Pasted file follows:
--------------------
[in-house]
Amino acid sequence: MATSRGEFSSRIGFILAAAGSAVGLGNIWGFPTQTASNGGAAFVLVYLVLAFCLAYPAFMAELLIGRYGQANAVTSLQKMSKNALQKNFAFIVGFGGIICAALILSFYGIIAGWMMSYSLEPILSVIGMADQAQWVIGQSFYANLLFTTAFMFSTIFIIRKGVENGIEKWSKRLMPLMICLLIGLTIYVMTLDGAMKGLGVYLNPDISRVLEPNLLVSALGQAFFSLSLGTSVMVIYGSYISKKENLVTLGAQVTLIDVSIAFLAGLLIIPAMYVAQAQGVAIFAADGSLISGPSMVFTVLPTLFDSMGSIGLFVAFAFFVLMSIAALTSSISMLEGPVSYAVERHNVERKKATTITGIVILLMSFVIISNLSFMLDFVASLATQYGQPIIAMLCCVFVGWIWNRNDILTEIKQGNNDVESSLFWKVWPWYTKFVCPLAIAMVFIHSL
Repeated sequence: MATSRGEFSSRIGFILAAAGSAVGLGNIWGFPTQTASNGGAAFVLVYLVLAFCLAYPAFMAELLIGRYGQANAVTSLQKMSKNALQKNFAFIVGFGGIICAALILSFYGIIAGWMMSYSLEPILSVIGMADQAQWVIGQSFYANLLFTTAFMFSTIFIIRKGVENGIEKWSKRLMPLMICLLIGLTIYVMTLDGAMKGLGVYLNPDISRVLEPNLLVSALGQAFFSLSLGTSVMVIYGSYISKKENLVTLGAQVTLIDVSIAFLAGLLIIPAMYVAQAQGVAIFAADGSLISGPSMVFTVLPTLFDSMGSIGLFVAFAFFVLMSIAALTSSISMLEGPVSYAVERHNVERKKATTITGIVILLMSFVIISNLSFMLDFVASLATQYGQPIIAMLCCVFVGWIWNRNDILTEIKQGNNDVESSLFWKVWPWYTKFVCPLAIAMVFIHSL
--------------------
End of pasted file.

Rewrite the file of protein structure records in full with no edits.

[in-house]
Amino acid sequence: MATSRGEFSSRIGFILAAAGSAVGLGNIWGFPTQTASNGGAAFVLVYLVLAFCLAYPAFMAELLIGRYGQANAVTSLQKMSKNALQKNFAFIVGFGGIICAALILSFYGIIAGWMMSYSLEPILSVIGMADQAQWVIGQSFYANLLFTTAFMFSTIFIIRKGVENGIEKWSKRLMPLMICLLIGLTIYVMTLDGAMKGLGVYLNPDISRVLEPNLLVSALGQAFFSLSLGTSVMVIYGSYISKKENLVTLGAQVTLIDVSIAFLAGLLIIPAMYVAQAQGVAIFAADGSLISGPSMVFTVLPTLFDSMGSIGLFVAFAFFVLMSIAALTSSISMLEGPVSYAVERHNVERKKATTITGIVILLMSFVIISNLSFMLDFVASLATQYGQPIIAMLCCVFVGWIWNRNDILTEIKQGNNDVESSLFWKVWPWYTKFVCPLAIAMVFIHSL
Repeated sequence: MATSRGEFSSRIGFILAAAGSAVGLGNIWGFPTQTASNGGAAFVLVYLVLAFCLAYPAFMAELLIGRYGQANAVTSLQKMSKNALQKNFAFIVGFGGIICAALILSFYGIIAGWMMSYSLEPILSVIGMADQAQWVIGQSFYANLLFTTAFMFSTIFIIRKGVENGIEKWSKRLMPLMICLLIGLTIYVMTLDGAMKGLGVYLNPDISRVLEPNLLVSALGQAFFSLSLGTSVMVIYGSYISKKENLVTLGAQVTLIDVSIAFLAGLLIIPAMYVAQAQGVAIFAADGSLISGPSMVFTVLPTLFDSMGSIGLFVAFAFFVLMSIAALTSSISMLEGPVSYAVERHNVERKKATTITGIVILLMSFVIISNLSFMLDFVASLATQYGQPIIAMLCCVFVGWIWNRNDILTEIKQGNNDVESSLFWKVWPWYTKFVCPLAIAMVFIHSL